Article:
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Achievements highlighted for magnet school; program set to expand by two grade levels

NATCHEZ Student achievement at Robert Lewis Magnet School was applauded Thursday afternoon as the school’s principal shared data showing positive academic growth and announcing the school would expand by two grade levels next school year.

RLMS Principal Zandra McDonald presented an update to the Natchez-Adams School District Board of Trustees on the status of the newest program in the district, which houses 126 sixth-grade students at the former Robert Lewis Middle School.

Along with reviewing the school’s overall operating procedures and goals, McDonald presented student scores from a variety of benchmark assessments.

In December, 86 percent of the 126 RLMS students scored proficient and above on the language arts benchmark assessment administered by the district. In comparison, 49 percent of the 161 sixth-grade students at Morgantown Middle School scored proficient and above.

In December, 39 percent of the 126 students at RLMS scored proficient and above on the math benchmark assessment. In comparison, five percent of the 161 sixth-grade students at Morgantown Middle School scored proficient and above.

The scores, McDonald clarified, are raw data from the assessments, which include material the students had not yet been taught in the classroom. Two scores are taken from the assessments — a raw score taking into account material not yet taught and a calculated score that marks only the material the students have been taught. The calculated score is what a student takes home on their report card.

Superintendent Frederick Hill said nearly one third of the test included information students had already been taught.

“If students are scoring 39 percent and only being taught a third of the curriculum, that’s not a bad number,” Hill said.

The benchmark assessments are given at the end of each nine weeks and are intended to simulate what a student will score on the annual state test, Mississippi Curriculum Test 2.

When board members asked McDonald how the difference from scores at the magnet school and Morgantown could be explained, the first-year principal credited the standard of success implemented by the teachers and administrators.

“We’ve established a culture of high expectations, and there are several characteristics of that in place, such as a culture of personalization,” McDonald said. “All children are known by everyone in the building, and we review individual student data to personalize instruction.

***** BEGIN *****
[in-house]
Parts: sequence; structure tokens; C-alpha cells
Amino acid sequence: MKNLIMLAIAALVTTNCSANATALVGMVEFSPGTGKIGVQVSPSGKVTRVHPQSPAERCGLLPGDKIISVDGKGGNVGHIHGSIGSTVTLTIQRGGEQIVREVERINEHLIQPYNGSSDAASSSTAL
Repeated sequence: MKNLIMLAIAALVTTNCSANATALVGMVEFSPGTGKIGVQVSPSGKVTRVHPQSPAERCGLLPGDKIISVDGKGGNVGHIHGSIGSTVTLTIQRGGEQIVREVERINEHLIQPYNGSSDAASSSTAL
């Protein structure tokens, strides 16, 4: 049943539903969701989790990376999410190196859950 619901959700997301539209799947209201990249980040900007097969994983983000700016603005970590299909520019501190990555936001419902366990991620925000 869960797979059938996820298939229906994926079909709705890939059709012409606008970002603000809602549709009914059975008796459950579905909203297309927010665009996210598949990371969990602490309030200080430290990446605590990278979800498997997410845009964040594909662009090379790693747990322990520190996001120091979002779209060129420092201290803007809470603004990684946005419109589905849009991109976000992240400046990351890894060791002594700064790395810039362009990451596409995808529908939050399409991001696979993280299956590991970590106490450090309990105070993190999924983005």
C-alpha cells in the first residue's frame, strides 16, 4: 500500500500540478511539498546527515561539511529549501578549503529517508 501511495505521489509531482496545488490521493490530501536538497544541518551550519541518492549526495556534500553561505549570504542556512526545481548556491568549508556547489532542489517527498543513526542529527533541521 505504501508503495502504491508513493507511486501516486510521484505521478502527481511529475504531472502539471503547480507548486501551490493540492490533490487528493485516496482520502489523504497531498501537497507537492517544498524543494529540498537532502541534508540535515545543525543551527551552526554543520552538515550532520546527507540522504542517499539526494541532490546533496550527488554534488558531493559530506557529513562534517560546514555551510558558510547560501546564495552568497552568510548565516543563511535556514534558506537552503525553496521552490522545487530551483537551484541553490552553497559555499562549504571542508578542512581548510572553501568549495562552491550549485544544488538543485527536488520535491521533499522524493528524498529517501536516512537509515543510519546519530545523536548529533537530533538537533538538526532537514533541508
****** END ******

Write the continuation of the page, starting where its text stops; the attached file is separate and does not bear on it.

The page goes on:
“I can tell you what Xavier scored and how well he is with percentages on word problems, while Mr. (Eric) Smith, our math teacher, can tell you item analysis from the classroom.”

McDonald said the 95-percent attendance requirement all students and parents agreed to maintain before enrolling also plays a factor in the scores.

“We have students approaching going below that 95-percent mark, and we already have parent conferences set up,” McDonald said. “I need them to understand that I need our students here in order to succeed.”

Board member Benny Wright asked McDonald to clarify the school’s admission and selection process, saying a feeling around the community was the school only accepted students with good grades.

Admission to the school last year was offered on a first-come, first-served basis, and McDonald said all students who applied, regardless of academic or disciplinary infractions, were accepted.

“We do not have an elite school,” McDonald said. “It was open enrollment, so we had kids who came in with D’s and F’s and others who came in with all A’s.

“All students who applied were accepted.”

Board and audience members applauded McDonald’s presentation of the student’s academic achievements.

The positive results at the school, McDonald said, made the decision to expand two grades next school year an easy one.

For the second year, the program will be open to sixth-grade through eighth-grade students, with the targeted number for enrollment in each grade level being 125 students.

The same application and selection process will apply for all grades, with current sixth-grade students having first preference for the seventh grade slots.

If more than 125 students apply for each grade level, a lottery will be offered to fill the available slots.

An increase in staff will be required for the expansion, but Hill said employees would be shifted from positions at other district schools to fill those openings.

“If you have fewer students at Morgantown, than those teachers can be relocated to the magnet school,” Hill said. “It will all balance out.”

Hill said the triumphs of the magnet school helps assure him the district is on the right path to success.

“One of the things I’ve been pushing for is the development of smaller learning communities and that’s what Robert Lewis is,” Hill said. “The students are benefiting from the instruction, and I think it’s the right thing for our district.”